Ok , I see
But the first person that posted gave this
If you want to use a parameter that was passed on the stack as the graphics mode, the function should be written in one of the following ways:
movzx ax,byte ptr [bp+4]
If you just want to pass the parameter in AL and not on the stack, the code would be:
I am wondering about the first set_graphics_mode as well as the second one.
In the second one why does he do 2 pops and a push instruction ?
Also this statement
And to answer your original question: using interrupts is very very slow. In Pmode, it is one of only 3 ways to handle "privilege level switching" -- from usermode to kernelmode, so you may be FORCED to use it because you have no other real choice. If you are not in Pmode, then it is always better to use CALL/RET rather than INT/IRET for writing functions.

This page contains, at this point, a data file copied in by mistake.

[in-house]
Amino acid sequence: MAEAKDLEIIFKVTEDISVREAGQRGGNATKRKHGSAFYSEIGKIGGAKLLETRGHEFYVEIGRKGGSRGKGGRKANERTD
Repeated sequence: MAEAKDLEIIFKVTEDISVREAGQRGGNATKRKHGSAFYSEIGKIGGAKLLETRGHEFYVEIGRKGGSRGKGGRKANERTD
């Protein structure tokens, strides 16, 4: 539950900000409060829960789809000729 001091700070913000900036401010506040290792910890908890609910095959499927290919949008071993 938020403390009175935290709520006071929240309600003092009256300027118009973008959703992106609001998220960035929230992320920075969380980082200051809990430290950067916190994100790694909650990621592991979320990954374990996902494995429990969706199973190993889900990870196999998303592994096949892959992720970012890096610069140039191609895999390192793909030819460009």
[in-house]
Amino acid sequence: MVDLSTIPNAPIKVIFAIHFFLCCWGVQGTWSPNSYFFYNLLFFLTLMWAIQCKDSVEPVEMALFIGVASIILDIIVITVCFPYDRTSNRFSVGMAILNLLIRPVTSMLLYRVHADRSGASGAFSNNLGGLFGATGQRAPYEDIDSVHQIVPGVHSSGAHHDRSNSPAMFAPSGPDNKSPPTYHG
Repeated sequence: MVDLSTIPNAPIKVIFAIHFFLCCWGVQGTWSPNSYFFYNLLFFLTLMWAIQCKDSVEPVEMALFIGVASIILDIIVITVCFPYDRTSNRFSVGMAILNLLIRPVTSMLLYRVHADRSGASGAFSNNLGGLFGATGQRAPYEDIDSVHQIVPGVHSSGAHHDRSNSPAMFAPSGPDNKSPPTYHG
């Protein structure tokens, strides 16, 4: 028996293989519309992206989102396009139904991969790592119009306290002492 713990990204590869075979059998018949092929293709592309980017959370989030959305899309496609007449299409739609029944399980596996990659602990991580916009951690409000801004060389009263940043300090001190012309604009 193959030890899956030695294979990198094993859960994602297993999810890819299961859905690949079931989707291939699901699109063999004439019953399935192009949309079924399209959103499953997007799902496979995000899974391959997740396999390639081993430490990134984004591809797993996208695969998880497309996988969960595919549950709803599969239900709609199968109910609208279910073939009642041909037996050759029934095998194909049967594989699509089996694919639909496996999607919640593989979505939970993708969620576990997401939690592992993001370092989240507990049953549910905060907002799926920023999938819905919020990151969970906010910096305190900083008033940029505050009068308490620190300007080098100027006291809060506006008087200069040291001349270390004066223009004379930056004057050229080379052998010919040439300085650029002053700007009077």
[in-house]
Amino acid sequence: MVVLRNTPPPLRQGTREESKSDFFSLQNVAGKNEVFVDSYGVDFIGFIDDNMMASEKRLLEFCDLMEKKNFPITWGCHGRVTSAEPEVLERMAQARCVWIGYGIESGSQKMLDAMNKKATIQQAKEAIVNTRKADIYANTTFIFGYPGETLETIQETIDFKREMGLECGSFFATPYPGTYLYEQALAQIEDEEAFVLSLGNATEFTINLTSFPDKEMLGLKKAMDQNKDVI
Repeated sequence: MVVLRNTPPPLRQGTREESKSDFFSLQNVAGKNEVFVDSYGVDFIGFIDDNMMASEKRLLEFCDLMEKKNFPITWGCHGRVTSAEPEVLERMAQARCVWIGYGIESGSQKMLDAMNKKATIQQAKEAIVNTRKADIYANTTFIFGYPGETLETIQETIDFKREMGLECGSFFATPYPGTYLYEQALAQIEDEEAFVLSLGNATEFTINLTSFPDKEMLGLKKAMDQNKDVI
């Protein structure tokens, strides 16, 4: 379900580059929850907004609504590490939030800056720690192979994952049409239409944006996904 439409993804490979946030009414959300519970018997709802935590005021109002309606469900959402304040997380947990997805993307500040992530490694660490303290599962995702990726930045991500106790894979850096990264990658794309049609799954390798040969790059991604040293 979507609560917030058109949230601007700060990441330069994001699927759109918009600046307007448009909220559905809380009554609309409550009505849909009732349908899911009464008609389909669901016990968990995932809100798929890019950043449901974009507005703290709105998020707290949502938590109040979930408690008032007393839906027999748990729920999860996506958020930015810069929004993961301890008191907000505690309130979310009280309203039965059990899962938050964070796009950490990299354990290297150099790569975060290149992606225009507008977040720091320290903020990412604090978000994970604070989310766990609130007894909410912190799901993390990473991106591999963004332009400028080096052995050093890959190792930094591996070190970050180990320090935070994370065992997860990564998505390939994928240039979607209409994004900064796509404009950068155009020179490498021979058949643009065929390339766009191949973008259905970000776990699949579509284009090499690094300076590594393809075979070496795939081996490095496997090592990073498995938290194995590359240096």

well I am in 16bit mode and if I want to set a graphics screen resolution I would need to use an int command.
I am curious though why int /IRETcommands is much slower then the call/ret commands.
I thought the int command just pushed an addition flags registar on the stack as opposed to just pushing the cs ip registers on the stack....etc
So it would only be one more thing it does more then the call command . Correct me if I am wrong.
Also correct me if I am wrong
when the computer first starts up the only thing we have availible function wise is the bios interrupts and the VGA/VESA graphics interrupts (i.e int 13h , int 10h )
Is their any other interrupts that are universial (i.e you can pretty much count on them to be availble at bootup)
I know their is a list of interrupts ,...etc here http://www.ctyme.com/intr/int.htm
and many other places but I am not sure how univerial they are for a particular computer .
can you count on keyboard interrupts int 16h , mouse , sound ,...etc as well.